An artist’s impression of Parramatta Powerhouse’s 360-degree immersive screen space.
Linda Morris, First look inside the Parramatta Powerhouse’s galactical spaces, The Sydney Morning Herald, 15 December 2020
The public has been given its first glimpse inside the Parramatta Powerhouse, with new plans revealing large column-free exhibition spaces and a 360-degree immersive tour of the galaxy.
Three major construction firms – Multiplex, Lendlease and the builders of the Art Gallery of NSW’s extension Sydney Modern, Richard Crookes – have been shortlisted for the contract to build the western Sydney headquarters of the Museum of Applied Arts and Sciences.
At the same time, the museum has named Indigenous astronomy, private space exploration, transport, agriculture and food science, and the interconnection between climate change and energy among the thematic priorities for the museum’s program now in early development.
“That’s really been our history collecting and exhibiting the great stories and ingenuity and innovation, and this is what this museum will do but in a whole range of different ways,” chief executive Lisa Havilah said at the launch of a new shop front at Parramatta Square to share the museum’s ambitions with the local community.
The year-long formal planning process for the new museum is almost complete with protests continuing to beset the NSW government’s plan to dismantle and relocate the historic home Willow Grove to North Parramatta to make way for the new museum.
A union green ban remains in place on the riverside site that will be home to the Parramatta Powerhouse. The Department of Planning is expected to give final planning approval in early 2021.
An Infrastructure NSW spokesperson said subject to approval, the first works will start early next year with the main works contract to be awarded later in 2021. The spokesperson said an assessment and archival recording of Willow Grove was underway to inform the dismantling and reconstruction of the former maternity hospital. The relocation of Willow Grove is subject to further design development, site selection assessments and planning approvals.
Meanwhile, planning has begun to develop a range of exhibitions for the new museum with early conversations underway with the Australian Space Agency.
Future collecting and exhibitions will focus on the rise of space programs in the Asia-Pacific region, as well as the miniaturisation and privatisation of space, and ongoing human exploration of the Moon, Mars, and beyond.
The building’s exoskeleton provides for column-free exhibition space, among the largest in Australia, Ms Havilah said, with the most substantial of these at ground level in the eastern wing.
“It will be one of the largest exhibition spaces in the country,” she said. “It can be both a lightbox and a black box, it has full climate control, it will have weight loadings that we’ll be able to suspend aircraft, present trains really be able to present any of those large objects from our collection.”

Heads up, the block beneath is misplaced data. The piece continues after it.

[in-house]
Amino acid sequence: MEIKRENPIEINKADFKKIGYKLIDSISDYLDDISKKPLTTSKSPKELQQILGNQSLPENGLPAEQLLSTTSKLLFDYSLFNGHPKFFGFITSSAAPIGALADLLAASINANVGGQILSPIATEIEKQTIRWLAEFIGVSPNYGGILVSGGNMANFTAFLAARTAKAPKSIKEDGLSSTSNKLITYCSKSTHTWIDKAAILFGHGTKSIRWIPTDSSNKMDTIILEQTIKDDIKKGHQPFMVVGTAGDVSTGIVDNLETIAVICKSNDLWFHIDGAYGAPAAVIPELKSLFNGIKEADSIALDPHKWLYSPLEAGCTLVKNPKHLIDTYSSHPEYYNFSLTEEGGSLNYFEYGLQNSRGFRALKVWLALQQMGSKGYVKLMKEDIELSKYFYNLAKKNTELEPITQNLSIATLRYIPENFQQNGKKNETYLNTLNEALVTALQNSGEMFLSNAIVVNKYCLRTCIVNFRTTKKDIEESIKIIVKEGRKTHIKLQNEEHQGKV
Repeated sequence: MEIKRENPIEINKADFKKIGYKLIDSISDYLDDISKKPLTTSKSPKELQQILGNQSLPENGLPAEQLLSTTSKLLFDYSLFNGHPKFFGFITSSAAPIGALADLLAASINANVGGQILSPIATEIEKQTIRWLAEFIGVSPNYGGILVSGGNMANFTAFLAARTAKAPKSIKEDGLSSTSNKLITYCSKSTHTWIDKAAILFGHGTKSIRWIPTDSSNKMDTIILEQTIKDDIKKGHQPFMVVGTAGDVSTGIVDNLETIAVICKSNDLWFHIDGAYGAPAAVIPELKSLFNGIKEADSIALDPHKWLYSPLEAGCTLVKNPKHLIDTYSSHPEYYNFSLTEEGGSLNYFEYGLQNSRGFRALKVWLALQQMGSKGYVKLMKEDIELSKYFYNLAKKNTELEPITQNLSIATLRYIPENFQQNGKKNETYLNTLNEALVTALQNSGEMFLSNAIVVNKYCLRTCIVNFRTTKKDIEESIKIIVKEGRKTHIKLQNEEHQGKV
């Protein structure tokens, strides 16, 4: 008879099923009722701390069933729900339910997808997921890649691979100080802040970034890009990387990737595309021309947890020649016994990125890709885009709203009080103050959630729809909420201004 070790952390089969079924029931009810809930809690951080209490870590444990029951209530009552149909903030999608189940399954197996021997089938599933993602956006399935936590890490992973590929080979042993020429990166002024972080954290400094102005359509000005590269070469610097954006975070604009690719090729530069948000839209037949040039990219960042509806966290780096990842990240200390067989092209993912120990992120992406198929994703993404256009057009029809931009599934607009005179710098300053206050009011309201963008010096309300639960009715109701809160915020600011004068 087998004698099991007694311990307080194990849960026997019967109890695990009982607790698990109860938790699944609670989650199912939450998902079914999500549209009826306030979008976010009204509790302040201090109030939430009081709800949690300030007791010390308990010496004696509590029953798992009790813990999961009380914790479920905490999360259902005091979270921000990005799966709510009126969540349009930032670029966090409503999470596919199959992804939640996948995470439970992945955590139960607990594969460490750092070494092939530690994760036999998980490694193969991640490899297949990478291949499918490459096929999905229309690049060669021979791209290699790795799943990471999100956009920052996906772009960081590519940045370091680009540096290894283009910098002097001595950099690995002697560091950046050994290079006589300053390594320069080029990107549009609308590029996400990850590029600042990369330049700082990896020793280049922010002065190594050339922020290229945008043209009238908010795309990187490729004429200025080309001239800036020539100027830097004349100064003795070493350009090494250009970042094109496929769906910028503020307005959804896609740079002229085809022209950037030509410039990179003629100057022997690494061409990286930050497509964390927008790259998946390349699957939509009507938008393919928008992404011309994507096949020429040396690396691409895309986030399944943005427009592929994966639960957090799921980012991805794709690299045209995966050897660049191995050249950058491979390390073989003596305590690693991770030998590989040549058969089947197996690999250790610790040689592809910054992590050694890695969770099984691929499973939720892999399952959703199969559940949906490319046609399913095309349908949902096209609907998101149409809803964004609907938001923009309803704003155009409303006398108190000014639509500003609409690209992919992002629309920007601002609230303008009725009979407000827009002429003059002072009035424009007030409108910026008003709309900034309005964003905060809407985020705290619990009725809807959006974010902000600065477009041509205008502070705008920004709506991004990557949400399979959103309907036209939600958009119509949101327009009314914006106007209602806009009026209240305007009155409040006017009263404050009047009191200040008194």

A completely immersive screen space – offering a multi-dimensional experience – will be designed by scientists and creatives to occupy one level of the western wing.
“The floor, walls, ceiling will be completely LED, it will be like walking into, in a very large scale way, another world whether it’s walking into another hemisphere, or walking into the galaxy. We’ll be able to have a fast-changing program because of the technology,” Ms Havilah said.
Amid criticism that plans have been too vague about climate control levels, Ms Havilah said engineering and design consultants, Arup, had provided for climatic conditions that would allow international and interstate loans of items of significance.
The museum will also collaborate with scientists, First Nations agronomists and staff from the Royal Botanic Gardens to create a productive garden within a working research and education space on the building’s roof.
A demonstration kitchen with space for 200 people will be built next to the garden. The museum six months ago established a culinary archive to collect the stories of the great chefs and producers of Australia.
“The history of market gardens in western Sydney is an incredible story of ingenuity. We are looking to that as one of the first incredible stories we want to tell here how those waves of new communities coming into western Sydney, being so entrepreneurial, but how that changed food culture and through those histories changed the food identity and broader cultural identity of Sydney and Australia,” Ms Havilah said.
“At any given time there will be six different exhibitions happening at the museum so you will be able to come and have six different experiences whether they are international shows or local history shows, science or immersive screen.”
Sue Frost, relieving deputy principal of Macarthur Girls High School and headteacher at Doonside Technology High School, said she hoped locating the Parramatta Powerhouse in the heart of western Sydney would not only improve access for her charges but spur them to consider careers in technology and the sciences.
“It’s about showing them how an interest, or a passion or a hobby that they’ve got in gaming or in science can actually turn into a career for them, that they can do what they love,” Ms Frost said. “They are going to have to work for a very long time so they need to be doing something that they’re passionate about, that’s where they will be successful.”